The US is getting ready to impose sanctions on Russia and companies building the Nord Stream 2 pipeline, running between Russia and Germany under the Baltic Sea. According to the Wall Street Journal, the US is aiming sanctions against firms and banks building and financing the construction. This would affect European based firms as well. The imposition of sanctions is a blunt and weak tool for the US to exert its influence over European energy policy. In particular, a limp response to extract Eastern Europe away from Russia’s leverage over European gas supplies.
There are two divisions in Europe over Nord Stream 2. The pipeline is opposed by most East European countries taking delivery of Russian piped gas through the Soviet era gas system. It will enable Ukrainian transit to be discontinued, resulting in higher priced gas shipped from Germany to be delivered to the Central Eastern European (CEE) region. The former Eastern bloc countries vehemently oppose the construction (except for Hungary, which weakly does – but as a enabler of Russian policy in NATO, the EU and the world, we shouldn’t be surprised).
The German argument for the expanded pipe, is Germany (and Austria) have been buying Russian gas since the Cold War. This co-dependency attempts to exert some financial influence over Russia by enabling important market access to West European markets. In addition, energy relations provide important areas of cooperation and relationship building between countries. The resource of gas and the pipelines provide an important area of cooperation between countries.
The US government is attempting to interfere in this relationship. This is consistent US policy. President Reagan imposed export restrictions on US technology for compressor stations used to build the original pipelines from the Soviet Union to Germany and Austria. This slowed down the building and operation of the pipelines (the Soviet replacements kept breaking down), but it did not stop it. Potential US sanctions will have the same effect. They will slow down but not stop the energy relation between Russia and Germany – or the EU perspective supporting Nord Stream 2. In fact, due to the deteriorated relations between Trump and Merkel, US opposition will only reinforce German (and French) support for Nord Stream 2.
The US opposition is self-serving due to the attempt to increase LNG exports to Europe. Consistency in policy is apparent in this, but so is the self-interest to increase US LNG exports to Europe. Which is a bit short sited, since LNG is market based and only limited bilateral relationship can overrule market prices to force countries and companies to take US gas. US LNG must still be globally competitive for European firms to buy and trade US gas over other LNG sources or against Russian pipeline gas.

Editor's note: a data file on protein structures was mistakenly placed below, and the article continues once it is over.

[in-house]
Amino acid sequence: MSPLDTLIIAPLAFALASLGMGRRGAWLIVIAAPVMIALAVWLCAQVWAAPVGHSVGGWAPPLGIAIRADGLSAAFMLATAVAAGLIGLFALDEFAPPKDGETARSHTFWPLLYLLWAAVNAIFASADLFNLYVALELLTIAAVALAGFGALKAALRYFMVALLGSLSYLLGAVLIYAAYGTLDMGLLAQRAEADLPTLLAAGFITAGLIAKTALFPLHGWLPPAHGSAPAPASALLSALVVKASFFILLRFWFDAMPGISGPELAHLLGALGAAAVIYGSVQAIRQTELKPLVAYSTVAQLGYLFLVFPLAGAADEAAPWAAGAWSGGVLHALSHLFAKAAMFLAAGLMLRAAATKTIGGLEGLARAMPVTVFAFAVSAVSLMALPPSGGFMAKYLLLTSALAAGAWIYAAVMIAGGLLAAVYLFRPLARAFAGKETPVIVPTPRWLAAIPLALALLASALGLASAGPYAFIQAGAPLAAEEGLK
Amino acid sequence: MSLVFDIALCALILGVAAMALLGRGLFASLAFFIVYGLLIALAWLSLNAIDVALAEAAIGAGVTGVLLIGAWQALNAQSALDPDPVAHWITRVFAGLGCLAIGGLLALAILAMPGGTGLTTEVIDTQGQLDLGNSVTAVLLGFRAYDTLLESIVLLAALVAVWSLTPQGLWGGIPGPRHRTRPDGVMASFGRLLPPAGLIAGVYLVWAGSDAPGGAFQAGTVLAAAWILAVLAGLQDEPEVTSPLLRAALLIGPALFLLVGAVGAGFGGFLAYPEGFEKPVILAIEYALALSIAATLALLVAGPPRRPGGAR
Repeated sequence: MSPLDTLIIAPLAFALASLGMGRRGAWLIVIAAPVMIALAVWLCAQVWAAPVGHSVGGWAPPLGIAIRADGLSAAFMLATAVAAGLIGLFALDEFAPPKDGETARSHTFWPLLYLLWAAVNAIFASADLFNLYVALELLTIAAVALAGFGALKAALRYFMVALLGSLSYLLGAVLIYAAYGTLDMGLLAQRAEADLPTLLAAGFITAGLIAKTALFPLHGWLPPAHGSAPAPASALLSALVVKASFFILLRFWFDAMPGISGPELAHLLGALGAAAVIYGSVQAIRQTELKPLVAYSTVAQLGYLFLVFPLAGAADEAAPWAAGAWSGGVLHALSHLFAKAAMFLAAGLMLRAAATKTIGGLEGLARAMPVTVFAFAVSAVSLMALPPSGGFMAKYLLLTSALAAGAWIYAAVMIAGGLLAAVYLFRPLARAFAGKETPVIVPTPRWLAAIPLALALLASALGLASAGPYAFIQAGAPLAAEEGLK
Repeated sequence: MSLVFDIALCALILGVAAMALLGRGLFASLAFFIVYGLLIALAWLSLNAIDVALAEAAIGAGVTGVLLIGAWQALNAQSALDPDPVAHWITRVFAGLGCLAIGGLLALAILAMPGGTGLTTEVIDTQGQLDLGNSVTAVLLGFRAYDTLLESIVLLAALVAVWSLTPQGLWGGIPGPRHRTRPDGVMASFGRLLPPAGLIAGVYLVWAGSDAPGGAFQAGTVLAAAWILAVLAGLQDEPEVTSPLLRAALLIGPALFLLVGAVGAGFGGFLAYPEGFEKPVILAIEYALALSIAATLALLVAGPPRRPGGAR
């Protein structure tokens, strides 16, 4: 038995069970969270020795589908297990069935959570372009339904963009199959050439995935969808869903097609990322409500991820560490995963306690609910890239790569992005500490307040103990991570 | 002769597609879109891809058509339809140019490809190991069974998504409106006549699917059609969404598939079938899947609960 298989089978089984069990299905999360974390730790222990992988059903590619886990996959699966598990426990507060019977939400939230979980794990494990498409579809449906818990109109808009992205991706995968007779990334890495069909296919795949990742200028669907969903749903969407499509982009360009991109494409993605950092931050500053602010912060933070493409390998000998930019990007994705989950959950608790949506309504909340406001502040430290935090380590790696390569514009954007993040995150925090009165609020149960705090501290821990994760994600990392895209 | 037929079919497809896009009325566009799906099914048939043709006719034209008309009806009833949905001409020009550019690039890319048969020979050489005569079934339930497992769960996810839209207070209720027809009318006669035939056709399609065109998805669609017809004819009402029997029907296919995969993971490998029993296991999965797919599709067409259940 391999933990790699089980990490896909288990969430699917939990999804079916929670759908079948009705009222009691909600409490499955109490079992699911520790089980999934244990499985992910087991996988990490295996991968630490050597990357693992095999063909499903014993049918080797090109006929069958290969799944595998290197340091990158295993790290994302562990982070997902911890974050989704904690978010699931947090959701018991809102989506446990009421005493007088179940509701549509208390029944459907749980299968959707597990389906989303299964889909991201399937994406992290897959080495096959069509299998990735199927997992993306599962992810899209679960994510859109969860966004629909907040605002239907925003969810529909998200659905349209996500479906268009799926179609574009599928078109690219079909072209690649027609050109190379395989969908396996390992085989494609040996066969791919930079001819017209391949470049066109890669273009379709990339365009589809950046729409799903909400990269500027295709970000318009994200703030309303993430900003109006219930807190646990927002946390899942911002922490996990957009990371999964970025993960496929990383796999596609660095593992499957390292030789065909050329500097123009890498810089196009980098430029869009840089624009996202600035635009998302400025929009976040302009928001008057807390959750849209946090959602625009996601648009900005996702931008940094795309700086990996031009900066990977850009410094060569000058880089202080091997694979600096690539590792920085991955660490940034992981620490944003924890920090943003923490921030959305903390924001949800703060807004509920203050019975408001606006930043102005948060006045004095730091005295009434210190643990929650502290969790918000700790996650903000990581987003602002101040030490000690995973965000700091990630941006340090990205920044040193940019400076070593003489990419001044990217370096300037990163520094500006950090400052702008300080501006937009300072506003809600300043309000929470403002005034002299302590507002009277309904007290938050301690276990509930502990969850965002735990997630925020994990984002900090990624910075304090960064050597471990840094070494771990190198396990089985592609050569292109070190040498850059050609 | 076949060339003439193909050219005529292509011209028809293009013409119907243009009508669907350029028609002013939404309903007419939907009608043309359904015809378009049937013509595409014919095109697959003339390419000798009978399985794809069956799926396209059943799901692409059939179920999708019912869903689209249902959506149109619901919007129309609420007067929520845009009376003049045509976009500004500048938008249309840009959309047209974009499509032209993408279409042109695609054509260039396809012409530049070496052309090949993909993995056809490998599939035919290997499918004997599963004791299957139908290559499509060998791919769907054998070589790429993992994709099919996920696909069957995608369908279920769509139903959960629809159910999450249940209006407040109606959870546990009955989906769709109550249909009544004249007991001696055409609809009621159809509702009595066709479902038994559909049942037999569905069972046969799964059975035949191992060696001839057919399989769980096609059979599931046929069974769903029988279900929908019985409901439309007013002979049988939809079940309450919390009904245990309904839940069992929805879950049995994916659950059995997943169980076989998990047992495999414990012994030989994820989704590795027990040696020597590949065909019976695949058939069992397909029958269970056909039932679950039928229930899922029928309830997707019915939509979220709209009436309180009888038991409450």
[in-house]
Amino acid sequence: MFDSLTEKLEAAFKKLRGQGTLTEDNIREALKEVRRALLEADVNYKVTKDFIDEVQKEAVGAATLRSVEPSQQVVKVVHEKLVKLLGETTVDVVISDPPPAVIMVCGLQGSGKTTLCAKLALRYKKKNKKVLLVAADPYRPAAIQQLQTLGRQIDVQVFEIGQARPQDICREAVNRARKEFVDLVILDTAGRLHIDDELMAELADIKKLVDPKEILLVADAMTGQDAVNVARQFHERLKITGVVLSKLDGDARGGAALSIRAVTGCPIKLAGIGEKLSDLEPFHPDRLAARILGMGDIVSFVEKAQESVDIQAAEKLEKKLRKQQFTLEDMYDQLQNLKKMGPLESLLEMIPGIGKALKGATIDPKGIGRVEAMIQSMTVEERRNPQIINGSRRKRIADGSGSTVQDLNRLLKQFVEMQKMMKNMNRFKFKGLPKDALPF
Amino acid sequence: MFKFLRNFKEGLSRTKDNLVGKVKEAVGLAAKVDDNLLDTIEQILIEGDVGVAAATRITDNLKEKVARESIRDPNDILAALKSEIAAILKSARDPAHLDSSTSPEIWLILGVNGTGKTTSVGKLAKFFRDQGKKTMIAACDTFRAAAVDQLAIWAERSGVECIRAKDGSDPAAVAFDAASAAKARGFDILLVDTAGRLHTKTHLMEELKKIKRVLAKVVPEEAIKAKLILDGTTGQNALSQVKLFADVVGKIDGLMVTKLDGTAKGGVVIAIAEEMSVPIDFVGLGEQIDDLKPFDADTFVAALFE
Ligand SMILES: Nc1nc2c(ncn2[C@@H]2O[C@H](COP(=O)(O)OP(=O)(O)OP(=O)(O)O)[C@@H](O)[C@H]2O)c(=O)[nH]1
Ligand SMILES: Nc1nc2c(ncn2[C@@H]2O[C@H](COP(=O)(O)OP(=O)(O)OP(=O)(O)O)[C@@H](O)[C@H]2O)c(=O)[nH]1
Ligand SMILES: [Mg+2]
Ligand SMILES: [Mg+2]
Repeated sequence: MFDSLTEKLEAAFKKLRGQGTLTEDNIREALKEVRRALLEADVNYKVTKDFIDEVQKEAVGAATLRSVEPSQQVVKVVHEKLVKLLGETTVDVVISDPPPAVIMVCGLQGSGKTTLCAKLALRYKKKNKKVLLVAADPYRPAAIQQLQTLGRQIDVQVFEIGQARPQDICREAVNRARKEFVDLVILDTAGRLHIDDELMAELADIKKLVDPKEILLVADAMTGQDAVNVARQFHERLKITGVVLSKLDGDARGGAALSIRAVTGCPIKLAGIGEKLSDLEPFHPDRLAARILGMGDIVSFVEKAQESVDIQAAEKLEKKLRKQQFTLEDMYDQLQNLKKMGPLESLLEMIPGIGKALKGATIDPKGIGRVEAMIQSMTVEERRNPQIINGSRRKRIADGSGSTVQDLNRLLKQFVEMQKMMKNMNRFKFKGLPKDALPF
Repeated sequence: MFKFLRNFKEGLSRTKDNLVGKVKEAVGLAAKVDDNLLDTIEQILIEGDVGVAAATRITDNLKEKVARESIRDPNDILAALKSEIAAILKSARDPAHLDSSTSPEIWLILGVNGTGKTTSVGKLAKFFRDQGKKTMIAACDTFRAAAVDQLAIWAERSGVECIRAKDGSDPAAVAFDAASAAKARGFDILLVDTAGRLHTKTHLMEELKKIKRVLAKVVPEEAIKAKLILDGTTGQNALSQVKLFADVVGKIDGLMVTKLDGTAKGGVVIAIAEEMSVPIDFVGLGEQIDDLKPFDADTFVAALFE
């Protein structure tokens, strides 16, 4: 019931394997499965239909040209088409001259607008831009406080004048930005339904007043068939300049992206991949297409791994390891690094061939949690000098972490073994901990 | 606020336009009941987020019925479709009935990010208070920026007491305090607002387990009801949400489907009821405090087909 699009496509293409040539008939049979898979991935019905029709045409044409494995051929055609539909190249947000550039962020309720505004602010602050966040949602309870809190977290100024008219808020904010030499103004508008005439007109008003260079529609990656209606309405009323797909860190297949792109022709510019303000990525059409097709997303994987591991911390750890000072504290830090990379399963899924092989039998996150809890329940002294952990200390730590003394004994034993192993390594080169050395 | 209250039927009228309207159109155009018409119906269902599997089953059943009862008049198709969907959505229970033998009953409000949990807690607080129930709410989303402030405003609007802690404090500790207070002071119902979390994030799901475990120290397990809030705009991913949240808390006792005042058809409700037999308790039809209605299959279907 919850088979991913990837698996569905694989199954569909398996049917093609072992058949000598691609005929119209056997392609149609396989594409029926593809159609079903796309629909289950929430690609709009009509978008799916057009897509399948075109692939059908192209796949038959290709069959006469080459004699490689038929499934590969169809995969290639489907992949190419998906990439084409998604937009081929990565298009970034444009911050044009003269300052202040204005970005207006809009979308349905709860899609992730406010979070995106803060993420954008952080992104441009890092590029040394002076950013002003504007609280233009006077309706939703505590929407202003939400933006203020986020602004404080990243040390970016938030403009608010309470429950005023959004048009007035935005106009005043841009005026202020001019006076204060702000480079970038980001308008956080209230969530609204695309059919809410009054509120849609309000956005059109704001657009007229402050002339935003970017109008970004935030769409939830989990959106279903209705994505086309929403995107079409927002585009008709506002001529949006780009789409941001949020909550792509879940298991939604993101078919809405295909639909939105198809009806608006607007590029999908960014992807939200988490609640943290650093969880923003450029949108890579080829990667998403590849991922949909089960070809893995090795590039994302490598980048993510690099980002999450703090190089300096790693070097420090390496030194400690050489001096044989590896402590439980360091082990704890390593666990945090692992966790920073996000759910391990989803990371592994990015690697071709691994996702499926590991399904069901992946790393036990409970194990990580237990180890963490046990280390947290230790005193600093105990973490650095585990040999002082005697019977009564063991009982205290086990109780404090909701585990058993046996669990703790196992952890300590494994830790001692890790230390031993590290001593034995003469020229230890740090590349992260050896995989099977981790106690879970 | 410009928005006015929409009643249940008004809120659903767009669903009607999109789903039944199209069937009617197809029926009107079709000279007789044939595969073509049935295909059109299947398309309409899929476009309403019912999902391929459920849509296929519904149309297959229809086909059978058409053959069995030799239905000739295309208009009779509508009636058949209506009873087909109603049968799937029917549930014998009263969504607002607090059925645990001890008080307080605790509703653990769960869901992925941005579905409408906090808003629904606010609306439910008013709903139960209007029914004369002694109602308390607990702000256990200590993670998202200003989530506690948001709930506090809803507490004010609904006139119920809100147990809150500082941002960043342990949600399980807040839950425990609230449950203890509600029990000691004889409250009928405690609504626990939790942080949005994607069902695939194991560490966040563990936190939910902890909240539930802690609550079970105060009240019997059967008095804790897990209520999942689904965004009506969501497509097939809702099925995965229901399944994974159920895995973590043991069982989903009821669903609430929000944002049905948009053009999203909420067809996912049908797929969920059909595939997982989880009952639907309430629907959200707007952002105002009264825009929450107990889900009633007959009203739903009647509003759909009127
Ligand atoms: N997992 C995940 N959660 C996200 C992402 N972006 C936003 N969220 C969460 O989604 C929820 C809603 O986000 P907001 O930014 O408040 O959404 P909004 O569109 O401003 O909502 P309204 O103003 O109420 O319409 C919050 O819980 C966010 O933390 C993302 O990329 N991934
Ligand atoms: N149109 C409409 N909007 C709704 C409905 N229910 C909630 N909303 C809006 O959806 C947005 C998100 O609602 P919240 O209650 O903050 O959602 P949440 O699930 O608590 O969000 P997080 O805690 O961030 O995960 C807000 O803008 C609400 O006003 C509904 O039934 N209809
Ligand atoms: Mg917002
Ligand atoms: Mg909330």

If the US move is a geopolitical gesture to ensure the CEE region, from the Baltic states to the Hungary continue to have gas deliveries via Ukraine – and bring in transit payments to Ukraine, then the US should build a new energy strategy directed at the CEE region. One of the reasons I’ve stopped writing about Russian pipeline politics is the palm on the face idea of ‘why should we even use Russian gas?’ US policy should be directed at diversification of CEE energy technology and resources. The goal should be to reduce the need for Russian gas and use alternative American (or European) energy technologies.
Obviously, this includes supporting and encouraging the building of LNG facilities. The LNG terminal in Lithuania is a great example of diversification that erodes Russian leverage over the country and places Russian gas on a market basis with LNG. The US support for the Krk LNG terminal in Croatia is also a long standing one. LNG, just as US shale gas and hydraulic fracturing technology is also obviously self-serving examples of US attempting to export technologies and services to make money. It has a hegemonic ring to it. With the CEE region already balancing EU energy market rules with Russian resource dependency, US gas exports add an extra layer of complexity which only deliver superficial moral support to the idea of gas diversification.
Instead, the US needs to more actively engaged across the whole energy system. The EU has already linked the idea of energy security to energy efficiency and innovation. In the Energy Union, the core tenet for diversification and increase of security of supply is to create a competitive integrated energy market. Investment into energy innovation (as broad and undefined as this is) is a priority. Energy efficiency measures are also pushed on countries. However, policy implementation compared to the huge scale of needs is a drop in the bucket.